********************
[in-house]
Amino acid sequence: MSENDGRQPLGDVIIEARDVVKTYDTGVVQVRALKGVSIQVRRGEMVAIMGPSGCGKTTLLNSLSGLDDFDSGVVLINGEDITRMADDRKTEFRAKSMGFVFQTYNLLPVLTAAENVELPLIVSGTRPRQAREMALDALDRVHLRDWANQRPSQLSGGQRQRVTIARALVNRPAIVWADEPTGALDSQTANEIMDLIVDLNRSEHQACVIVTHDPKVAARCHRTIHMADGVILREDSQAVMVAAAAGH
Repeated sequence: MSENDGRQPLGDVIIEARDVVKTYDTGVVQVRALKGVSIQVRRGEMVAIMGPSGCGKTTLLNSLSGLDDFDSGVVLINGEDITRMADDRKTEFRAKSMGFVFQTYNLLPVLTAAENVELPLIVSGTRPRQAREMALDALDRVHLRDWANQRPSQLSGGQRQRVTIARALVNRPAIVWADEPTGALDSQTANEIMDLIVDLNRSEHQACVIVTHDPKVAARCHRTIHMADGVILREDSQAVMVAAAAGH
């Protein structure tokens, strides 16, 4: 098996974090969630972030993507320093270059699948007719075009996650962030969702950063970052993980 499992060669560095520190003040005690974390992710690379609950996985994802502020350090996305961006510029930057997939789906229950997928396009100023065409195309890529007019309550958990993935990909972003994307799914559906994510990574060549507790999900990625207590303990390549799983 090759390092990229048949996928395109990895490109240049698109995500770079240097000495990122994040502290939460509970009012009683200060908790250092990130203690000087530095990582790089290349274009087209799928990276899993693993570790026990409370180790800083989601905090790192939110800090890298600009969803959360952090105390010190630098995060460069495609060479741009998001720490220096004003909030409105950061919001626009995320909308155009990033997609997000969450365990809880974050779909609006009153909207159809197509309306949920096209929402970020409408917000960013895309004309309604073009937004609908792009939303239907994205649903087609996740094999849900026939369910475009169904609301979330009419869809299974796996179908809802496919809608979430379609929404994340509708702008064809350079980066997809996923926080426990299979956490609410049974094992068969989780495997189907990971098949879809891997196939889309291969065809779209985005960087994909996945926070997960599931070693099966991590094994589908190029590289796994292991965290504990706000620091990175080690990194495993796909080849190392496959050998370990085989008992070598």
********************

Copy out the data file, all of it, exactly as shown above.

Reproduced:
[in-house]
Amino acid sequence: MSENDGRQPLGDVIIEARDVVKTYDTGVVQVRALKGVSIQVRRGEMVAIMGPSGCGKTTLLNSLSGLDDFDSGVVLINGEDITRMADDRKTEFRAKSMGFVFQTYNLLPVLTAAENVELPLIVSGTRPRQAREMALDALDRVHLRDWANQRPSQLSGGQRQRVTIARALVNRPAIVWADEPTGALDSQTANEIMDLIVDLNRSEHQACVIVTHDPKVAARCHRTIHMADGVILREDSQAVMVAAAAGH
Repeated sequence: MSENDGRQPLGDVIIEARDVVKTYDTGVVQVRALKGVSIQVRRGEMVAIMGPSGCGKTTLLNSLSGLDDFDSGVVLINGEDITRMADDRKTEFRAKSMGFVFQTYNLLPVLTAAENVELPLIVSGTRPRQAREMALDALDRVHLRDWANQRPSQLSGGQRQRVTIARALVNRPAIVWADEPTGALDSQTANEIMDLIVDLNRSEHQACVIVTHDPKVAARCHRTIHMADGVILREDSQAVMVAAAAGH
């Protein structure tokens, strides 16, 4: 098996974090969630972030993507320093270059699948007719075009996650962030969702950063970052993980 499992060669560095520190003040005690974390992710690379609950996985994802502020350090996305961006510029930057997939789906229950997928396009100023065409195309890529007019309550958990993935990909972003994307799914559906994510990574060549507790999900990625207590303990390549799983 090759390092990229048949996928395109990895490109240049698109995500770079240097000495990122994040502290939460509970009012009683200060908790250092990130203690000087530095990582790089290349274009087209799928990276899993693993570790026990409370180790800083989601905090790192939110800090890298600009969803959360952090105390010190630098995060460069495609060479741009998001720490220096004003909030409105950061919001626009995320909308155009990033997609997000969450365990809880974050779909609006009153909207159809197509309306949920096209929402970020409408917000960013895309004309309604073009937004609908792009939303239907994205649903087609996740094999849900026939369910475009169904609301979330009419869809299974796996179908809802496919809608979430379609929404994340509708702008064809350079980066997809996923926080426990299979956490609410049974094992068969989780495997189907990971098949879809891997196939889309291969065809779209985005960087994909996945926070997960599931070693099966991590094994589908190029590289796994292991965290504990706000620091990175080690990194495993796909080849190392496959050998370990085989008992070598």